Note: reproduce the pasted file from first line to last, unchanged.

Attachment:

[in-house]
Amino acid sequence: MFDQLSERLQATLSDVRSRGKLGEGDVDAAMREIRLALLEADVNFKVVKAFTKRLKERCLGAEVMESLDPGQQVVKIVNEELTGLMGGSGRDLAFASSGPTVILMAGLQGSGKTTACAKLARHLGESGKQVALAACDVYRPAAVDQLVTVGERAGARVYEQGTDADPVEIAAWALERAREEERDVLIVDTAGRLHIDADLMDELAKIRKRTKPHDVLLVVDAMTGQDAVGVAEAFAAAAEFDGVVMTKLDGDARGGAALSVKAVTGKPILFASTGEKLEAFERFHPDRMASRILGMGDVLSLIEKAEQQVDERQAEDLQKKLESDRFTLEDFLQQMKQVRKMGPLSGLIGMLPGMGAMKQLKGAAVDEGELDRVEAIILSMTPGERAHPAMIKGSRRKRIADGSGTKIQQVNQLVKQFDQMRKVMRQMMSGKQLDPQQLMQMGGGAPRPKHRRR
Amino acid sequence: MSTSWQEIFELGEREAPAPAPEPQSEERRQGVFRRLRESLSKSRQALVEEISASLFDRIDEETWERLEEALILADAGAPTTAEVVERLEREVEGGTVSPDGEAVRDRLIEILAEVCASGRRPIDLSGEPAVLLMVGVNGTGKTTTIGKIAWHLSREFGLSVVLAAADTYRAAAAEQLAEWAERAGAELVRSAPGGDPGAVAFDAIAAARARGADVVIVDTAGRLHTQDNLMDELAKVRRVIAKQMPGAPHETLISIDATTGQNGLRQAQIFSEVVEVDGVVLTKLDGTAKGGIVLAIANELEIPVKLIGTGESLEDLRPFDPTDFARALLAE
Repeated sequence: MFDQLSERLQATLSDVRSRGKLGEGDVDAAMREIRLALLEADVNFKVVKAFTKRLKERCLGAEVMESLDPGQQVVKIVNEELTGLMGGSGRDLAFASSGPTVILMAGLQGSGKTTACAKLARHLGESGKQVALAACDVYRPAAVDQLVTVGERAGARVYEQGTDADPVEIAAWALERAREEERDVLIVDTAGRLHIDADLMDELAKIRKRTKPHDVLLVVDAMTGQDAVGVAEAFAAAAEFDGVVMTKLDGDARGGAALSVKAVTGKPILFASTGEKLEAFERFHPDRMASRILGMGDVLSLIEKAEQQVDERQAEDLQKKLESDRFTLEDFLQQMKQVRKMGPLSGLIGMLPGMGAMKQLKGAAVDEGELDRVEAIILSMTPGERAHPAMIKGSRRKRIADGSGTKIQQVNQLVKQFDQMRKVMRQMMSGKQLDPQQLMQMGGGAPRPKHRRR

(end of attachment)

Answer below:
[in-house]
Amino acid sequence: MFDQLSERLQATLSDVRSRGKLGEGDVDAAMREIRLALLEADVNFKVVKAFTKRLKERCLGAEVMESLDPGQQVVKIVNEELTGLMGGSGRDLAFASSGPTVILMAGLQGSGKTTACAKLARHLGESGKQVALAACDVYRPAAVDQLVTVGERAGARVYEQGTDADPVEIAAWALERAREEERDVLIVDTAGRLHIDADLMDELAKIRKRTKPHDVLLVVDAMTGQDAVGVAEAFAAAAEFDGVVMTKLDGDARGGAALSVKAVTGKPILFASTGEKLEAFERFHPDRMASRILGMGDVLSLIEKAEQQVDERQAEDLQKKLESDRFTLEDFLQQMKQVRKMGPLSGLIGMLPGMGAMKQLKGAAVDEGELDRVEAIILSMTPGERAHPAMIKGSRRKRIADGSGTKIQQVNQLVKQFDQMRKVMRQMMSGKQLDPQQLMQMGGGAPRPKHRRR
Amino acid sequence: MSTSWQEIFELGEREAPAPAPEPQSEERRQGVFRRLRESLSKSRQALVEEISASLFDRIDEETWERLEEALILADAGAPTTAEVVERLEREVEGGTVSPDGEAVRDRLIEILAEVCASGRRPIDLSGEPAVLLMVGVNGTGKTTTIGKIAWHLSREFGLSVVLAAADTYRAAAAEQLAEWAERAGAELVRSAPGGDPGAVAFDAIAAARARGADVVIVDTAGRLHTQDNLMDELAKVRRVIAKQMPGAPHETLISIDATTGQNGLRQAQIFSEVVEVDGVVLTKLDGTAKGGIVLAIANELEIPVKLIGTGESLEDLRPFDPTDFARALLAE
Repeated sequence: MFDQLSERLQATLSDVRSRGKLGEGDVDAAMREIRLALLEADVNFKVVKAFTKRLKERCLGAEVMESLDPGQQVVKIVNEELTGLMGGSGRDLAFASSGPTVILMAGLQGSGKTTACAKLARHLGESGKQVALAACDVYRPAAVDQLVTVGERAGARVYEQGTDADPVEIAAWALERAREEERDVLIVDTAGRLHIDADLMDELAKIRKRTKPHDVLLVVDAMTGQDAVGVAEAFAAAAEFDGVVMTKLDGDARGGAALSVKAVTGKPILFASTGEKLEAFERFHPDRMASRILGMGDVLSLIEKAEQQVDERQAEDLQKKLESDRFTLEDFLQQMKQVRKMGPLSGLIGMLPGMGAMKQLKGAAVDEGELDRVEAIILSMTPGERAHPAMIKGSRRKRIADGSGTKIQQVNQLVKQFDQMRKVMRQMMSGKQLDPQQLMQMGGGAPRPKHRRR